Functional kinds: a skeptical look

Synthese 192 (12):3915-3942 (2015)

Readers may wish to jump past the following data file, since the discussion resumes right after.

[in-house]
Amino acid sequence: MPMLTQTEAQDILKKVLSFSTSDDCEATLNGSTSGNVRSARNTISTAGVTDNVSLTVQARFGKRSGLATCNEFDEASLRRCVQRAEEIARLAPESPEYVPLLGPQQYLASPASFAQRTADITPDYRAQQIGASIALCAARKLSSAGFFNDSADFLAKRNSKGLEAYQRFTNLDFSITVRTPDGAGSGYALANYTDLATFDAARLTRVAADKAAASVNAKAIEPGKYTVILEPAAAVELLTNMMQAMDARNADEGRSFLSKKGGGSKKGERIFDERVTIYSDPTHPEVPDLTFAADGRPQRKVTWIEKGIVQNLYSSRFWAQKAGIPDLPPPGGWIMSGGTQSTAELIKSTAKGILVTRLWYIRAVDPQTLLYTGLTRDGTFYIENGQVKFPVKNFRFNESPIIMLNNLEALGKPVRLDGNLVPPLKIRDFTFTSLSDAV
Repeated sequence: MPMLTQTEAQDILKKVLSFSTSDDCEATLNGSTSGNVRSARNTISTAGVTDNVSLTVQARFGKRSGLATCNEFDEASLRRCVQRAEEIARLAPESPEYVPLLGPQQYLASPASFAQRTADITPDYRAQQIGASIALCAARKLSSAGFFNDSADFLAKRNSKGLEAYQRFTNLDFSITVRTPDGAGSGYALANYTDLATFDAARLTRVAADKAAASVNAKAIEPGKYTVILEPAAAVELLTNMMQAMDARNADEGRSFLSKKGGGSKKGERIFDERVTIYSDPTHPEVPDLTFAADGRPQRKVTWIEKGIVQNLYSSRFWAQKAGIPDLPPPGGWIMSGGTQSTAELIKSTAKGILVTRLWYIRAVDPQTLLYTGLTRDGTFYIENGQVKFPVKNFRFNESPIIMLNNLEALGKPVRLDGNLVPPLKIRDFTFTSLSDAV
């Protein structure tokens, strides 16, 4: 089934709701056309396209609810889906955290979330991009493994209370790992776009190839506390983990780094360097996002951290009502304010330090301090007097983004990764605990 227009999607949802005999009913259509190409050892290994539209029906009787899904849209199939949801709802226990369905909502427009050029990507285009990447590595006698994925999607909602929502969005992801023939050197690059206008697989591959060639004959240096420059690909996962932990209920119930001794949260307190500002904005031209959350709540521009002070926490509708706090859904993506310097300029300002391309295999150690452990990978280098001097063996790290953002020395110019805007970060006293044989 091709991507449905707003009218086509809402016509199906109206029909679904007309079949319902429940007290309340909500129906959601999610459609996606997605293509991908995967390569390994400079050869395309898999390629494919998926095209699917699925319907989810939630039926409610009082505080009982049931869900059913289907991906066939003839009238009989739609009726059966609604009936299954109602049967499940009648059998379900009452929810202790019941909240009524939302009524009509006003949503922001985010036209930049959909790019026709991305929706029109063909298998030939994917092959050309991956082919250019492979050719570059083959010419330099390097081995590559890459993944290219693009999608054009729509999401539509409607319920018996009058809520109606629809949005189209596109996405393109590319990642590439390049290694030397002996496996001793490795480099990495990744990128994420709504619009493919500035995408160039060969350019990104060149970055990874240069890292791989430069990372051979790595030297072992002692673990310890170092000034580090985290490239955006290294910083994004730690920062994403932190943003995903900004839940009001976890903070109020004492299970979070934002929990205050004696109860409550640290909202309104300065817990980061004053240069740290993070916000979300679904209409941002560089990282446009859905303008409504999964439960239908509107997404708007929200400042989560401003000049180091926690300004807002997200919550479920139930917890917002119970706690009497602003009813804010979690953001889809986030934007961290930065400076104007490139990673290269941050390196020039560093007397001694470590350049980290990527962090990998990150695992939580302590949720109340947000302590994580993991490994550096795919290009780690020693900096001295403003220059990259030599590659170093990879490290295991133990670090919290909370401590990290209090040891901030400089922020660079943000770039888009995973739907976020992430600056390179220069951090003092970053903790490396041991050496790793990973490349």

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The functionalist approach to kinds has suffered recently due to its association with law-based approaches to induction and explanation. Philosophers of science increasingly view nomological approaches as inappropriate for the special sciences like psychology and biology, which has led to a surge of interest in approaches to natural kinds that are more obviously compatible with mechanistic and model-based methods, especially homeostatic property cluster theory. But can the functionalist approach to kinds be weaned off its dependency on laws? Dan Weiskopf has recently offered a reboot of the functionalist program by replacing its nomological commitments with a model-based approach more closely derived from practice in psychology. Roughly, Weiskopf holds that the natural kinds of psychology will be the functional properties that feature in many empirically successful cognitive models, and that those properties need not be localized to parts of an underlying mechanism. I here skeptically examine the three modeling practices that Weiskopf thinks introduce such non-localizable properties: fictionalization, reification, and functional abstraction. In each case, I argue that recognizing functional properties introduced by these practices as autonomous kinds comes at clear cost to those explanations’ counterfactual explanatory power. At each step, a tempting functionalist response is parochialism: to hold that the false or omitted counterfactuals fall outside the modeler’s explanatory aims, and so should not be counted against functional kinds. I conclude by noting the dangers this attitude poses to scientific disagreement, inviting functionalists to better articulate how the individuation conditions for functional kinds might outstrip the perspective of a single modeler.
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